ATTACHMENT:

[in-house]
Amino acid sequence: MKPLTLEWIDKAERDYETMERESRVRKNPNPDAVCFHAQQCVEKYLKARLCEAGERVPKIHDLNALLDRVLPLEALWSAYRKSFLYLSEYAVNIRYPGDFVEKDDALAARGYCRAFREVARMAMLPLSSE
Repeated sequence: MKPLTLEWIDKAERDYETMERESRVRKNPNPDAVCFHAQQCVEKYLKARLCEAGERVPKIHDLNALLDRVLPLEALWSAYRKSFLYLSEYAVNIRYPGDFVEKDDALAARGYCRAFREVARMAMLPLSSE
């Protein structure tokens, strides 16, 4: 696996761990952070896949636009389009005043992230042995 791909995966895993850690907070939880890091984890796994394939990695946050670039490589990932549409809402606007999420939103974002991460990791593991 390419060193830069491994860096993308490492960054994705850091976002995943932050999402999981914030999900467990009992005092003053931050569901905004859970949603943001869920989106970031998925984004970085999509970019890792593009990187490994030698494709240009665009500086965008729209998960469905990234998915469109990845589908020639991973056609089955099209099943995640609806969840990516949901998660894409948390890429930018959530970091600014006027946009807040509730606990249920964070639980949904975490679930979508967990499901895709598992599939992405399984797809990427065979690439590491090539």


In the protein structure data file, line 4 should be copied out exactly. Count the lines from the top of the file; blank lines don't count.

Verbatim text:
């Protein structure tokens, strides 16, 4: 696996761990952070896949636009389009005043992230042995 791909995966895993850690907070939880890091984890796994394939990695946050670039490589990932549409809402606007999420939103974002991460990791593991 390419060193830069491994860096993308490492960054994705850091976002995943932050999402999981914030999900467990009992005092003053931050569901905004859970949603943001869920989106970031998925984004970085999509970019890792593009990187490994030698494709240009665009500086965008729209998960469905990234998915469109990845589908020639991973056609089955099209099943995640609806969840990516949901998660894409948390890429930018959530970091600014006027946009807040509730606990249920964070639980949904975490679930979508967990499901895709598992599939992405399984797809990427065979690439590491090539």